Deadnettles – Lamier
The name, Nettles, makes you think that the Stinging Nettle and the Deadnettle are closely related. This is not the case. They belong to different families, the Stinging Nettle belongs to the Nettle Family (Urticaceae) and the Deadnettle to the Mint Family (Labiatae). They grow throughout Europe and in temperate areas of Asia (Lebanon, Turkey and Syria). Deadnettles are so named because they do not sting. There are over 40 species of both annuals and perennials.
Deadnettles have, like their cousins in the Mint Family, square stems. They spread both by seeds and rooting stems that creep along the ground. The whole plant is hairy, the leaves are in pairs and coarse in texture. The flowers are double-lipped in various colours.
The most common species we encounter in our area are: Red Deadnettle (Lamium purpureum), Henbit Deadnettle (Lamium amplexicaule), White Deadnettle (Lamium album), Spotted Deadnettle (Lamium maculatum) and Yellow Archangel (Lamium galeobdolon).
The Red Deadnettle (Lamium purpureum) and the Henbit Deadnettle (Lamium amplexicaule), (‘amplexicaule’ means ‘clasping’, how the leaves clasp the stem) are very often confused with each other. There are differences: the Red Deadnettle has triangular shaped leaves, and the bottom leaves are ‘stalked’; the Henbit Deadnettle has heart-shaped leaves with big scalloped edges. The bottom leaves are unstalked. The Red Deadnettle grows in large clumps.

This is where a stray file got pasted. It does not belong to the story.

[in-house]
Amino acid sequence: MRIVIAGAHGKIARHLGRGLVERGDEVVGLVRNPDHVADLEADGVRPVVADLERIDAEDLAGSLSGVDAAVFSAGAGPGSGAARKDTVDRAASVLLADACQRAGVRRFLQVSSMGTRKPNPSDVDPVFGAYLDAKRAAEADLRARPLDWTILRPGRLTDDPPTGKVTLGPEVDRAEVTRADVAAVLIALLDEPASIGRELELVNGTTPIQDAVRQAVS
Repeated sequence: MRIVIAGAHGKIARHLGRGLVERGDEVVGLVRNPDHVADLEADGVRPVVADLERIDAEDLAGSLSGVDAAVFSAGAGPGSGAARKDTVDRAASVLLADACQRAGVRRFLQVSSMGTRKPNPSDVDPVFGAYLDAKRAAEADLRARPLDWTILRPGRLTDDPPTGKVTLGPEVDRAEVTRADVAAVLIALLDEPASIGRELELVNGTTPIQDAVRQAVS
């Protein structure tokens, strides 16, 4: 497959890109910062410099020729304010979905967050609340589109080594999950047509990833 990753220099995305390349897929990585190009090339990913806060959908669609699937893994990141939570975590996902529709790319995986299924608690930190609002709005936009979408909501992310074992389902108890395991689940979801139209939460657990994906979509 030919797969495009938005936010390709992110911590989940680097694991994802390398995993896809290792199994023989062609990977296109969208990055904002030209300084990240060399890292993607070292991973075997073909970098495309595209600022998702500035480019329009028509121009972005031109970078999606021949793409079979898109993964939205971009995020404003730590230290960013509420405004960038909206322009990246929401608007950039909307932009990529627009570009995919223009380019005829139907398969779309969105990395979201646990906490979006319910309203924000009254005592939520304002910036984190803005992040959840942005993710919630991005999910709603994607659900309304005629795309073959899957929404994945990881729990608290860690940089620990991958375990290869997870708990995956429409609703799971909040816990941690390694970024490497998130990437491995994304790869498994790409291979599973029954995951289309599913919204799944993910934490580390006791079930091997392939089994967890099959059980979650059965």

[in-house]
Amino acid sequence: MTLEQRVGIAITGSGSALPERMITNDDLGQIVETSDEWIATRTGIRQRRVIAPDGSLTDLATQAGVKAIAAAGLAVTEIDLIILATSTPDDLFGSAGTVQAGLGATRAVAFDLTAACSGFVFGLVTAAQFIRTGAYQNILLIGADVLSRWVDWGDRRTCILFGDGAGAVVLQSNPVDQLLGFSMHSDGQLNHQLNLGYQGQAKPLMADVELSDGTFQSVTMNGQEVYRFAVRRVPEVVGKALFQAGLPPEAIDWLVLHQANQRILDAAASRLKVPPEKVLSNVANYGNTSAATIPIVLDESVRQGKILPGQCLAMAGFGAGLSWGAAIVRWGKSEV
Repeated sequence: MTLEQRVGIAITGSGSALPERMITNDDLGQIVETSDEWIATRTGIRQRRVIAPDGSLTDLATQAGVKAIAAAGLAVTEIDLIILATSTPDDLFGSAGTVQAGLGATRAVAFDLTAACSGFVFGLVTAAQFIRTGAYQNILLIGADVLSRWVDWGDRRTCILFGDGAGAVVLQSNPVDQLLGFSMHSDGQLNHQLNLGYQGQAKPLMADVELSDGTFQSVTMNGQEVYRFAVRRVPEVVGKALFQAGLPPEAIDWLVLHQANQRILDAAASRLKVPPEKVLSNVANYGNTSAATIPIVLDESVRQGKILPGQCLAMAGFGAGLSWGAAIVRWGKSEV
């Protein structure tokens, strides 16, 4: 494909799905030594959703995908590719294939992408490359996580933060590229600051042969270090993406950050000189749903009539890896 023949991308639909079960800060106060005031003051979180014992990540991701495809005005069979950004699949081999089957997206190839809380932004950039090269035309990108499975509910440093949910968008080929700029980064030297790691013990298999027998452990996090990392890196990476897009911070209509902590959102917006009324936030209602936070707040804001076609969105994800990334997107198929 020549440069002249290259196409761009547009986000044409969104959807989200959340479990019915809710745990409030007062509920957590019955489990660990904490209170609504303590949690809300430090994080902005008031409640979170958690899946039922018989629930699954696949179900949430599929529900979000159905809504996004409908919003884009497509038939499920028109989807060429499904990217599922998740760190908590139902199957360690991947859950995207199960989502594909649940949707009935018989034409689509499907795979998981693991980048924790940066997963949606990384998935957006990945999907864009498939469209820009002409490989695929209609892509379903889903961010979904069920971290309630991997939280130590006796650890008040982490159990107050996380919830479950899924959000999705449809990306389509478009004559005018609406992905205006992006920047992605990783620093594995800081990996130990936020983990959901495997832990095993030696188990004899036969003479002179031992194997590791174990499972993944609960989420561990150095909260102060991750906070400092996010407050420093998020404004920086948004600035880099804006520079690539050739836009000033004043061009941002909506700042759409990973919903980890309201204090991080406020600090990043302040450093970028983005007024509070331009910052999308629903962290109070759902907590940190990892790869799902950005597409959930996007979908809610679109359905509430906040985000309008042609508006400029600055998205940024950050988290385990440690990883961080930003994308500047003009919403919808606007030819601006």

The White Deadnettle has a long medical history. It has been used since the Middle Ages as a plant for gynaecological and obstetric problems: internally for menstrual problems, bleeding after childbirth, vaginal discharge and prostatitis; externally as a douche for vaginal discharge. Young shoots from all the different Lamiums contain iron, Vitamin C and fibre. The seed-oil of the Henbit Deadnettle contains flavonoids (anti-oxidant). Deadnettles make a good tasting tea.
Deadnettle stir fry
There are many ways of stir-frying vegetables. Below I’ve mentioned the standard way of stir-frying in Malaysia. An alternative is the southern European way: using olive oil and lemon juice instead of ginger, chillies and sunflower oil.
Ingredients: young deadnettle leaves, 1 onion, 2 cloves of garlic, 2 inch piece of ginger, chillies to taste, sunflower oil, salt, pepper.
Fry the onion, garlic, ginger and chillies till onions are translucent, add the young washed deadnettles, without adding any water, cook for 10 minutes, add salt, pepper and a dash of lemon.
Bibliography: RHS Encyclopedia of Herbs – Deni Bown, Mediterranean Wild Flowers – Collins, Food for Free – Richard Mabey, Web – Wikipedia – Lamium